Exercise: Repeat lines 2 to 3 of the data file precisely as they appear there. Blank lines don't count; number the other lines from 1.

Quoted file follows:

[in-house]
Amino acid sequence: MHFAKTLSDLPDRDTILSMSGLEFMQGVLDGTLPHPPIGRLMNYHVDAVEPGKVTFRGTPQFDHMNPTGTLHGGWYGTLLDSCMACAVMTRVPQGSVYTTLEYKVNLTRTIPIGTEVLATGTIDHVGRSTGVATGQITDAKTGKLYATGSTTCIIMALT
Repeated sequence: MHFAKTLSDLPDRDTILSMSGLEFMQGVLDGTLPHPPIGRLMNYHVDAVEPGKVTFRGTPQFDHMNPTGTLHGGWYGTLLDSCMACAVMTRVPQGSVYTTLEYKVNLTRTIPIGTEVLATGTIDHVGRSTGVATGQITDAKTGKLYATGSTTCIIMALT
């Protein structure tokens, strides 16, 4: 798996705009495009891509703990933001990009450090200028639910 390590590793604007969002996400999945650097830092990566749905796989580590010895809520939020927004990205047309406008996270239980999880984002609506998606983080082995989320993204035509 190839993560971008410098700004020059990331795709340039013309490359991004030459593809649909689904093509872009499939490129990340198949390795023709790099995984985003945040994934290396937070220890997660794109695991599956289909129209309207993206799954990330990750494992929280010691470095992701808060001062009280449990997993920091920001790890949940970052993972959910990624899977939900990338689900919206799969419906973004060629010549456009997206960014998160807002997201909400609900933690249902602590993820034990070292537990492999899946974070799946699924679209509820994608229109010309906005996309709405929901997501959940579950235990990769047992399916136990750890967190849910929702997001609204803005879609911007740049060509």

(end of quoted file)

Amino acid sequence: MHFAKTLSDLPDRDTILSMSGLEFMQGVLDGTLPHPPIGRLMNYHVDAVEPGKVTFRGTPQFDHMNPTGTLHGGWYGTLLDSCMACAVMTRVPQGSVYTTLEYKVNLTRTIPIGTEVLATGTIDHVGRSTGVATGQITDAKTGKLYATGSTTCIIMALT
Repeated sequence: MHFAKTLSDLPDRDTILSMSGLEFMQGVLDGTLPHPPIGRLMNYHVDAVEPGKVTFRGTPQFDHMNPTGTLHGGWYGTLLDSCMACAVMTRVPQGSVYTTLEYKVNLTRTIPIGTEVLATGTIDHVGRSTGVATGQITDAKTGKLYATGSTTCIIMALT